Salmon fly of the month

Trout & Salmon (UK) - - Contents - Ross Mac­don­ald ties a fly with an Amer­i­can ac­cent ROSS MAC­DON­ALD is a well-known fly de­signer and tyer who has a life­long pas­sion for salmon flies and the sto­ries be­hind them. He is based in Aberdeen. Visit: mac­don­ald salmonflies.co.uk Visit www.ve­niard.c

Ross Mac­don­ald ties the Cosse­boom Spe­cial

NORTH AMER­I­CAN hair­wing pat­terns took off to such an ex­tent in the early 20th cen­tury that I think it’s fair to re­gard At­lantic North Amer­ica as the spir­i­tual home of the hair­wing style. In the UK we were still pre­dom­i­nately us­ing feather wings – the Garry Dog was our most no­table early hair­wing but it wasn’t un­til the 1940s that the Hairy Mary made its mark and in­spired the cre­ation of stan­dards such as the Tosh, Munro Killer and Stoat. To my knowl­edge, the two best-known Amer­i­can pat­terns are the Rat and Cosse­boom. They have been in con­tin­u­ous use for the best part of a cen­tury. To have been so pop­u­lar for so long sug­gests they have some­thing about them. The Cosse­boom has a dis­tinc­tive look with a squir­rel wing and wound hackle in front. To me, the style is recog­nis­ably North Amer­i­can, very dif­fer­ent in ap­pear­ance to Bri­tish styles, which favour a beard hackle. John C. Cosse­boom was born in Woonsocket, Rhode Is­land in 1885 and died around 1935. He was highly re­garded as an an­gler, caster and poet. He first tied a Cosse­boom as a buck­tail streamer on Nova Sco­tia’s Mar­ga­ree River in 1922, but his first hair­wing, the Cosse­boom Spe­cial, was tied in 1923. Cosse­booms are now used ex­ten­sively on great North Amer­i­can rivers such as the Miri­amichi, Res­tigouche and Hum­ber. The flies have spread to Ice­land, in­tro­duced by Amer­i­can and Cana­dian an­glers, but are less com­mon on these isles. It is gen­er­ally ac­cepted that there are six orig­i­nal dress­ings in the Cosse­boom se­ries, although fly-ty­ers con­tin­u­ally dream up new ver­sions. In ad­di­tion to the Cosse­boom Spe­cial pic­tured here, there is the Gold Cosse­boom with its gold tin­sel body and blue hackle, and the Or­ange, Red and Black ver­sions – same dress­ing, only the body colour changes. The ex­cep­tion is the Yel­low Cosse­boom, which has a griz­zly hackle. A red head is a must, some­thing that John C. in­sisted upon in the early days. It’s a fa­mil­iar topic among fly-ty­ers and an­glers, some of whom have a neu­rotic com­mit­ment to the de­tails of the fly, while oth­ers are more re­laxed about such things, claim­ing the fish doesn’t care about our fevered at­tempts to out­wit them. I like a red head – not al­ways, but more of­ten than not. I pre­fer to use red thread and clear var­nish be­cause on more than one oc­ca­sion my red var­nish has leached into the wing or hackle. Cosse­booms are sim­ple to dress and have a short list of in­gre­di­ents. I think they are great flies for novice ty­ers, es­pe­cially when try­ing to per­fect the wound hackle.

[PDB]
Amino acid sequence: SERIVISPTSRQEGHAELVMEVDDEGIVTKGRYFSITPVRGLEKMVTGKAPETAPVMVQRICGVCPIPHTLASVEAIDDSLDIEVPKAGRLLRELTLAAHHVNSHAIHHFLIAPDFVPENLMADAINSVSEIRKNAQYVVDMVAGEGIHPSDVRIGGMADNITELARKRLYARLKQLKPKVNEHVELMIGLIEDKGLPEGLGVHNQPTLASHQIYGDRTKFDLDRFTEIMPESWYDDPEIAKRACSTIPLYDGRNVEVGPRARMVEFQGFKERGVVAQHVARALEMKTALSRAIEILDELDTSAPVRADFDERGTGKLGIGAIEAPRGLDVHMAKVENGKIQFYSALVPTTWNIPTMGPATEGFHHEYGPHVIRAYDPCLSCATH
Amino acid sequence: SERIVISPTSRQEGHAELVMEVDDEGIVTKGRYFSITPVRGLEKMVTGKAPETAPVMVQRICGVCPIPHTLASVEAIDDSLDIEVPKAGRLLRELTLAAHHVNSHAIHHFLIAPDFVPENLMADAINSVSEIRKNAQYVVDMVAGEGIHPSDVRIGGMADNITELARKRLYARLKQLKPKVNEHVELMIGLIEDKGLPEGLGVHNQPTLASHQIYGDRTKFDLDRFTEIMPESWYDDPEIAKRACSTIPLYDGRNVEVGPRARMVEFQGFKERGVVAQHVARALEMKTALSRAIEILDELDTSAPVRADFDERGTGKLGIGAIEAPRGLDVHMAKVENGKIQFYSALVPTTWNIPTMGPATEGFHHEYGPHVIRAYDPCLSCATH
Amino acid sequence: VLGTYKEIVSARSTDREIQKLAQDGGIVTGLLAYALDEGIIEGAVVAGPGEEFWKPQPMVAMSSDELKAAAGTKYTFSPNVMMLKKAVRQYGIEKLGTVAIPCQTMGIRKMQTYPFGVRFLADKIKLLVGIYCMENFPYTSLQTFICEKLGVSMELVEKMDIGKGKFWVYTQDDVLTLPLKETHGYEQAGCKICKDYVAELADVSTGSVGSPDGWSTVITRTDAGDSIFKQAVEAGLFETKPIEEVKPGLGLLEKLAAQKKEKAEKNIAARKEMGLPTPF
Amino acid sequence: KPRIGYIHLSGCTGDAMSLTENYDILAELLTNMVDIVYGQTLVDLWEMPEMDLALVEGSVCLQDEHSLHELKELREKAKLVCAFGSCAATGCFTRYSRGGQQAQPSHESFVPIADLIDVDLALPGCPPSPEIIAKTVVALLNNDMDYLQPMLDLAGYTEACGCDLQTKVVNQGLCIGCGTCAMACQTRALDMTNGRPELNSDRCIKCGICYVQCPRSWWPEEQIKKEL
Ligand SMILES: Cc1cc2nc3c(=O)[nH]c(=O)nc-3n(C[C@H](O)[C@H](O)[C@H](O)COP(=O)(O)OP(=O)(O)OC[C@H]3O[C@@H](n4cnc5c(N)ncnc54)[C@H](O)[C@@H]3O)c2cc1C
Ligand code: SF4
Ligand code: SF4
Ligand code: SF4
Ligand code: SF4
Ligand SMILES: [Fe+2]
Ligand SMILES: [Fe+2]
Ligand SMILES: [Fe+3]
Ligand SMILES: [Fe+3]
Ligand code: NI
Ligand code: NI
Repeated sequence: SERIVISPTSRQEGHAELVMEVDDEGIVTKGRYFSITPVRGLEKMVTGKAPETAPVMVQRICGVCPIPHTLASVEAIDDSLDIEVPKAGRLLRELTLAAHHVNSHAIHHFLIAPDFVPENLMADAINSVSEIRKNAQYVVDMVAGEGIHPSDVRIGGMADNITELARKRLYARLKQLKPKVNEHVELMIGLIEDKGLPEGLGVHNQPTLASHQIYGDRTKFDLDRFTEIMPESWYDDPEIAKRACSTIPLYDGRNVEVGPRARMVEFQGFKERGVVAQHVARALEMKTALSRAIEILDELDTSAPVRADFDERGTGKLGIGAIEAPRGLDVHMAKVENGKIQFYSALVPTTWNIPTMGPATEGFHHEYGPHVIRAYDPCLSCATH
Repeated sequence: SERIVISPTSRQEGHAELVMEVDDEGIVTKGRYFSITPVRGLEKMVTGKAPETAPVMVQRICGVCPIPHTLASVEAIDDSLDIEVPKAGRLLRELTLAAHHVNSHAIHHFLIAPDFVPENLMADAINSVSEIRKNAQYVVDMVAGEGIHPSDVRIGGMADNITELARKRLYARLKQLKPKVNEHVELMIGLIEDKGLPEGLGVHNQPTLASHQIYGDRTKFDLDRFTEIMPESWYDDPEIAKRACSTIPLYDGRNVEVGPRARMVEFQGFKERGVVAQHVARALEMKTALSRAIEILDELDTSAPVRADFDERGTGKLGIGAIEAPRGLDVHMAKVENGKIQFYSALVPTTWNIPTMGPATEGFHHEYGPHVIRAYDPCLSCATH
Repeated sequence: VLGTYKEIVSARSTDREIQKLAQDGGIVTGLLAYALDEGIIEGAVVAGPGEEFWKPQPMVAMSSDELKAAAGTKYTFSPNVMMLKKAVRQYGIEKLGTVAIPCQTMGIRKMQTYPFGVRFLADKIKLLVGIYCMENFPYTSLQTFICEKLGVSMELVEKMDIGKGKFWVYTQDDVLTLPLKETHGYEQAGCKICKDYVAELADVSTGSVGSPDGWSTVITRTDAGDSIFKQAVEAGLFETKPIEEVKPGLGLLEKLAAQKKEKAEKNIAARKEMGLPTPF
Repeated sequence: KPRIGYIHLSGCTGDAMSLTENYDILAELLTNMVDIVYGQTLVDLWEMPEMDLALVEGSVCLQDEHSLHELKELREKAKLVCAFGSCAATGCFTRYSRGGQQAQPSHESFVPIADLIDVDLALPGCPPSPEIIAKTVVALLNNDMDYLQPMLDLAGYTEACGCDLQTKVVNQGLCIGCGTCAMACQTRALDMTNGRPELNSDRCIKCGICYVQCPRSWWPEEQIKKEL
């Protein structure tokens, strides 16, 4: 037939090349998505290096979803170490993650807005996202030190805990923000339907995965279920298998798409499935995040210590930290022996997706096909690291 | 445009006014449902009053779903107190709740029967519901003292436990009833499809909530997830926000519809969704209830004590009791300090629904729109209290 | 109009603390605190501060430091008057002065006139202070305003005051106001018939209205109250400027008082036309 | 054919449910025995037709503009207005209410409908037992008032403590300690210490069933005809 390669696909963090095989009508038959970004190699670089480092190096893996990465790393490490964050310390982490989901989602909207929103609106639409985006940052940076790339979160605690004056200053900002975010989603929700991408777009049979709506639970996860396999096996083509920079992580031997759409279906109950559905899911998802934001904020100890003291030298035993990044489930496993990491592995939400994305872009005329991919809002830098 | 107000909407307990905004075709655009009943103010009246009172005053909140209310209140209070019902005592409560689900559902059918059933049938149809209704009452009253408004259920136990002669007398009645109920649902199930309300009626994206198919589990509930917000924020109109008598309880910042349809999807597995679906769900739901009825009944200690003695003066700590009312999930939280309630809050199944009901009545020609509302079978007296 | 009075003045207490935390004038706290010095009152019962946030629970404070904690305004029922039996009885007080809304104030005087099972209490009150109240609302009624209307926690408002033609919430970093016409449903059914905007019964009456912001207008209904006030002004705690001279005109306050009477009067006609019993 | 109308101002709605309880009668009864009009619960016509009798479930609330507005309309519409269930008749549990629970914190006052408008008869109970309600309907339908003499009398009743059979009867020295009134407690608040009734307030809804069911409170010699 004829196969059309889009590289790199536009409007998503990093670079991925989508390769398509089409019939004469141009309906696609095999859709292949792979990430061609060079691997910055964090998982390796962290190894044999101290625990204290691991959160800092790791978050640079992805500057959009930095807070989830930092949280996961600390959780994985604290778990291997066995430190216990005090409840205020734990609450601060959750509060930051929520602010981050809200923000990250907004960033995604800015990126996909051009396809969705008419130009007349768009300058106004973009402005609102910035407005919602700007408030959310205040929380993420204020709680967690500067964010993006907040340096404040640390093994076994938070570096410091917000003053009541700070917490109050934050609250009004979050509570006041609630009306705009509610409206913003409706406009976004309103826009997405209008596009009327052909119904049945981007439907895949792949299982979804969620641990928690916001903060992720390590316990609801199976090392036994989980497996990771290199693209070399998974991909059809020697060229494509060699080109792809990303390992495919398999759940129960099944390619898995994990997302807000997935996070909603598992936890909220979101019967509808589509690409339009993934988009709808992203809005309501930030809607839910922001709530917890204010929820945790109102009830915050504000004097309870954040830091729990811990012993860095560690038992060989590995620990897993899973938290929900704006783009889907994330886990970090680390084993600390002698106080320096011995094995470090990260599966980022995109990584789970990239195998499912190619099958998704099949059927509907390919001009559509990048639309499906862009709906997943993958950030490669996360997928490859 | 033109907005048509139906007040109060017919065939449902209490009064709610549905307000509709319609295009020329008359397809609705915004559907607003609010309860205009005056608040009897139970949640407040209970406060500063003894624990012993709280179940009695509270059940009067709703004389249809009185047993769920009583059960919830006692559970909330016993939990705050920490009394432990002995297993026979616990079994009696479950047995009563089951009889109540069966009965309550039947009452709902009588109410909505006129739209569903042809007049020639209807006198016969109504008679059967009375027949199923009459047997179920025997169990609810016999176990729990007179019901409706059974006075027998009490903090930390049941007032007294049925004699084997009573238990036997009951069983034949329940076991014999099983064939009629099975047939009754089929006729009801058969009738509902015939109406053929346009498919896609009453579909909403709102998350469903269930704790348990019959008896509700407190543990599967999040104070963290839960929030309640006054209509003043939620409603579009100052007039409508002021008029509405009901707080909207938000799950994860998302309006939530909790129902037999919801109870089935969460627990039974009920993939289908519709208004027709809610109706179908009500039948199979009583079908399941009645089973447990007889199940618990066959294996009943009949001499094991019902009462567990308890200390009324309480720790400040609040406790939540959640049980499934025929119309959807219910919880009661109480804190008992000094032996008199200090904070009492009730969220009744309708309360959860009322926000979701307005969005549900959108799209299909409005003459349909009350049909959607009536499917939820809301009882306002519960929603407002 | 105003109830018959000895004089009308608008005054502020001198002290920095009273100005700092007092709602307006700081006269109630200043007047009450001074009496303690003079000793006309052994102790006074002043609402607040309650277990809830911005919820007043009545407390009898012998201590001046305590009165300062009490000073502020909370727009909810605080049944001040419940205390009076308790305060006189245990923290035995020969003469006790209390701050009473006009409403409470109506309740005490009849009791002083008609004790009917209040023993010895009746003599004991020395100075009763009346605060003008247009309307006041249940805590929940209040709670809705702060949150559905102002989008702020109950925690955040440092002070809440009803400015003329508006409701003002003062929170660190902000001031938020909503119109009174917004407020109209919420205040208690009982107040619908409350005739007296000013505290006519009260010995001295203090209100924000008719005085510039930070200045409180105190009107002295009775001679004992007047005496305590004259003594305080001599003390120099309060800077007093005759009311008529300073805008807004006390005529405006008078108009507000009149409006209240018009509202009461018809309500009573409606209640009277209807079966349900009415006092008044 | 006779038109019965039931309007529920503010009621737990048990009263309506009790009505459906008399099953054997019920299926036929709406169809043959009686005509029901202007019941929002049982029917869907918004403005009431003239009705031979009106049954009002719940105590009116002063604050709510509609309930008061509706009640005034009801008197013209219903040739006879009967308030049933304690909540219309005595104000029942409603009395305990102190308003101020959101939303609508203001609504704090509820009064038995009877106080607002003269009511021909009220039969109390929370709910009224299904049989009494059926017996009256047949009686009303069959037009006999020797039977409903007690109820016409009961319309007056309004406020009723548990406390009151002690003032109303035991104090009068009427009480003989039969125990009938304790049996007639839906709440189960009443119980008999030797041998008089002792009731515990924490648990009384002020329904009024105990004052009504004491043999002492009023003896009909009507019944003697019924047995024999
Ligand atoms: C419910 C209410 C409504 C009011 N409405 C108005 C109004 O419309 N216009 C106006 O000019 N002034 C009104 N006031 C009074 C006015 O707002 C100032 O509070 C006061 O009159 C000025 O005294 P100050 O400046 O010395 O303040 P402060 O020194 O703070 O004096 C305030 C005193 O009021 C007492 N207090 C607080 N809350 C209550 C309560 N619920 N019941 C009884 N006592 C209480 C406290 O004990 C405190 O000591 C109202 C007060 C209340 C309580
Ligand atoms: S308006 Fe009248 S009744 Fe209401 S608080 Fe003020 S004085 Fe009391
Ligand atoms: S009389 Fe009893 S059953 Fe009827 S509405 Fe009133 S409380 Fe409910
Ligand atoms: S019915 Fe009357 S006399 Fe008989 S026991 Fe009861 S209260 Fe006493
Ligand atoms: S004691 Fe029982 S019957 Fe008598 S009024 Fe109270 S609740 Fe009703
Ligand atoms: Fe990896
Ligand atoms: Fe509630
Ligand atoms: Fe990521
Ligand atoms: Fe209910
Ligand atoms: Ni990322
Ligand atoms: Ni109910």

Tag Flat sil­ver Tail Green floss Rib Sil­ver tin­sel Body Green floss Wing Grey squir­rel Hackle Yel­low cock Head Red thread

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